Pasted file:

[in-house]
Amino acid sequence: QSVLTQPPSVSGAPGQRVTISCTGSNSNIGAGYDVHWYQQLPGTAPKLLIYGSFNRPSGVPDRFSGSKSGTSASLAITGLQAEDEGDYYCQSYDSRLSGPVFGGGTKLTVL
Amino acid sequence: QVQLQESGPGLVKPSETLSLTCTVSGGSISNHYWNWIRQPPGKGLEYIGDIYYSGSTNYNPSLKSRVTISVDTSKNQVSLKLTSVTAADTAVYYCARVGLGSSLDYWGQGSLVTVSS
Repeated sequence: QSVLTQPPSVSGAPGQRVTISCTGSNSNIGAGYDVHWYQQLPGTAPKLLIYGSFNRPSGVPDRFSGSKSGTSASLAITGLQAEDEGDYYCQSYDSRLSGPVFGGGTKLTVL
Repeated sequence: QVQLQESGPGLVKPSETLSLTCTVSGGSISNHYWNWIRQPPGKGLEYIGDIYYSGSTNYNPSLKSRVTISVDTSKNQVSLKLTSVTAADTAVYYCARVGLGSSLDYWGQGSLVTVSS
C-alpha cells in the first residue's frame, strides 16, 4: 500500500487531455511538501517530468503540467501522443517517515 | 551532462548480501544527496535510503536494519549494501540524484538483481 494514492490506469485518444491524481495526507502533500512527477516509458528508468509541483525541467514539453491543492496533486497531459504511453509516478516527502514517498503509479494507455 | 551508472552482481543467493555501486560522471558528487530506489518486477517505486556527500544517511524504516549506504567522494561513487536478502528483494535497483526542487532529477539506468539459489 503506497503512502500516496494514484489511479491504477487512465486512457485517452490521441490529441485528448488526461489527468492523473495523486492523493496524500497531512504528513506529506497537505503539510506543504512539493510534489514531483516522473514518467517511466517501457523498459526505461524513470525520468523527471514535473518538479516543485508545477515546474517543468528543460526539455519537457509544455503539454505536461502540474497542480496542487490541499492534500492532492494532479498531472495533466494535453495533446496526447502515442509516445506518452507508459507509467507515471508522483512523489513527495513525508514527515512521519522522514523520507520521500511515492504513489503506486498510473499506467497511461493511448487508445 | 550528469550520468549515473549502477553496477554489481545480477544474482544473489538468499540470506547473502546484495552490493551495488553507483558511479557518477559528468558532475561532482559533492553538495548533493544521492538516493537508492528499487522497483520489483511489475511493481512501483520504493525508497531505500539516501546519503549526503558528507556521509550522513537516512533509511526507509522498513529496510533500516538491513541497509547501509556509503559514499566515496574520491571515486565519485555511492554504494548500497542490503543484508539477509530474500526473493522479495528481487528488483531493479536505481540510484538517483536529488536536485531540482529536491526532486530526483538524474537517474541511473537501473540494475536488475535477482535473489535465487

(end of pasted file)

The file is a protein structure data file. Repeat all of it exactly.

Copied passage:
[in-house]
Amino acid sequence: QSVLTQPPSVSGAPGQRVTISCTGSNSNIGAGYDVHWYQQLPGTAPKLLIYGSFNRPSGVPDRFSGSKSGTSASLAITGLQAEDEGDYYCQSYDSRLSGPVFGGGTKLTVL
Amino acid sequence: QVQLQESGPGLVKPSETLSLTCTVSGGSISNHYWNWIRQPPGKGLEYIGDIYYSGSTNYNPSLKSRVTISVDTSKNQVSLKLTSVTAADTAVYYCARVGLGSSLDYWGQGSLVTVSS
Repeated sequence: QSVLTQPPSVSGAPGQRVTISCTGSNSNIGAGYDVHWYQQLPGTAPKLLIYGSFNRPSGVPDRFSGSKSGTSASLAITGLQAEDEGDYYCQSYDSRLSGPVFGGGTKLTVL
Repeated sequence: QVQLQESGPGLVKPSETLSLTCTVSGGSISNHYWNWIRQPPGKGLEYIGDIYYSGSTNYNPSLKSRVTISVDTSKNQVSLKLTSVTAADTAVYYCARVGLGSSLDYWGQGSLVTVSS
C-alpha cells in the first residue's frame, strides 16, 4: 500500500487531455511538501517530468503540467501522443517517515 | 551532462548480501544527496535510503536494519549494501540524484538483481 494514492490506469485518444491524481495526507502533500512527477516509458528508468509541483525541467514539453491543492496533486497531459504511453509516478516527502514517498503509479494507455 | 551508472552482481543467493555501486560522471558528487530506489518486477517505486556527500544517511524504516549506504567522494561513487536478502528483494535497483526542487532529477539506468539459489 503506497503512502500516496494514484489511479491504477487512465486512457485517452490521441490529441485528448488526461489527468492523473495523486492523493496524500497531512504528513506529506497537505503539510506543504512539493510534489514531483516522473514518467517511466517501457523498459526505461524513470525520468523527471514535473518538479516543485508545477515546474517543468528543460526539455519537457509544455503539454505536461502540474497542480496542487490541499492534500492532492494532479498531472495533466494535453495533446496526447502515442509516445506518452507508459507509467507515471508522483512523489513527495513525508514527515512521519522522514523520507520521500511515492504513489503506486498510473499506467497511461493511448487508445 | 550528469550520468549515473549502477553496477554489481545480477544474482544473489538468499540470506547473502546484495552490493551495488553507483558511479557518477559528468558532475561532482559533492553538495548533493544521492538516493537508492528499487522497483520489483511489475511493481512501483520504493525508497531505500539516501546519503549526503558528507556521509550522513537516512533509511526507509522498513529496510533500516538491513541497509547501509556509503559514499566515496574520491571515486565519485555511492554504494548500497542490503543484508539477509530474500526473493522479495528481487528488483531493479536505481540510484538517483536529488536536485531540482529536491526532486530526483538524474537517474541511473537501473540494475536488475535477482535473489535465487